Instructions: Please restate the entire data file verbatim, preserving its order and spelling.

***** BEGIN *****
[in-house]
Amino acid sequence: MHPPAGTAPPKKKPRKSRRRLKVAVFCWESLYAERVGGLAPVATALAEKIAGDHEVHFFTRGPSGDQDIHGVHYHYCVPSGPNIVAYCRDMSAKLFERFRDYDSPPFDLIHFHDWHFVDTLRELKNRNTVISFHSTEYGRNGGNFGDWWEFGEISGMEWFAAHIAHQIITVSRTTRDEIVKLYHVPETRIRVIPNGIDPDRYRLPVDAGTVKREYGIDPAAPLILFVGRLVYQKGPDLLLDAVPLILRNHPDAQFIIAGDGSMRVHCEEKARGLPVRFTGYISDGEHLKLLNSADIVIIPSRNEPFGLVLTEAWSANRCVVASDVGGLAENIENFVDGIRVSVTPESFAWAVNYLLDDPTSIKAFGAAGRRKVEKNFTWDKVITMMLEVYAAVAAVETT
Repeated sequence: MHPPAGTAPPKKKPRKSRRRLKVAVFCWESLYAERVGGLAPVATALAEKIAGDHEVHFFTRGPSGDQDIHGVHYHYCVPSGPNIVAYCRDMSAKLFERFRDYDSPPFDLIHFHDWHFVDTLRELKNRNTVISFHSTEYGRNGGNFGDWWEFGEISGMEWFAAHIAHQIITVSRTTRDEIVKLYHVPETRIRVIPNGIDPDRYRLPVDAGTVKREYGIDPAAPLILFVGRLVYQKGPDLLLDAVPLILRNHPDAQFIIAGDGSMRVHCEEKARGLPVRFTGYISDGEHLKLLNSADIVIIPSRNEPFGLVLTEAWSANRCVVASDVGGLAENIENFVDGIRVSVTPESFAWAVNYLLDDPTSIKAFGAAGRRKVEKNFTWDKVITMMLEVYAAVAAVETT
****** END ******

[in-house]
Amino acid sequence: MHPPAGTAPPKKKPRKSRRRLKVAVFCWESLYAERVGGLAPVATALAEKIAGDHEVHFFTRGPSGDQDIHGVHYHYCVPSGPNIVAYCRDMSAKLFERFRDYDSPPFDLIHFHDWHFVDTLRELKNRNTVISFHSTEYGRNGGNFGDWWEFGEISGMEWFAAHIAHQIITVSRTTRDEIVKLYHVPETRIRVIPNGIDPDRYRLPVDAGTVKREYGIDPAAPLILFVGRLVYQKGPDLLLDAVPLILRNHPDAQFIIAGDGSMRVHCEEKARGLPVRFTGYISDGEHLKLLNSADIVIIPSRNEPFGLVLTEAWSANRCVVASDVGGLAENIENFVDGIRVSVTPESFAWAVNYLLDDPTSIKAFGAAGRRKVEKNFTWDKVITMMLEVYAAVAAVETT
Repeated sequence: MHPPAGTAPPKKKPRKSRRRLKVAVFCWESLYAERVGGLAPVATALAEKIAGDHEVHFFTRGPSGDQDIHGVHYHYCVPSGPNIVAYCRDMSAKLFERFRDYDSPPFDLIHFHDWHFVDTLRELKNRNTVISFHSTEYGRNGGNFGDWWEFGEISGMEWFAAHIAHQIITVSRTTRDEIVKLYHVPETRIRVIPNGIDPDRYRLPVDAGTVKREYGIDPAAPLILFVGRLVYQKGPDLLLDAVPLILRNHPDAQFIIAGDGSMRVHCEEKARGLPVRFTGYISDGEHLKLLNSADIVIIPSRNEPFGLVLTEAWSANRCVVASDVGGLAENIENFVDGIRVSVTPESFAWAVNYLLDDPTSIKAFGAAGRRKVEKNFTWDKVITMMLEVYAAVAAVETT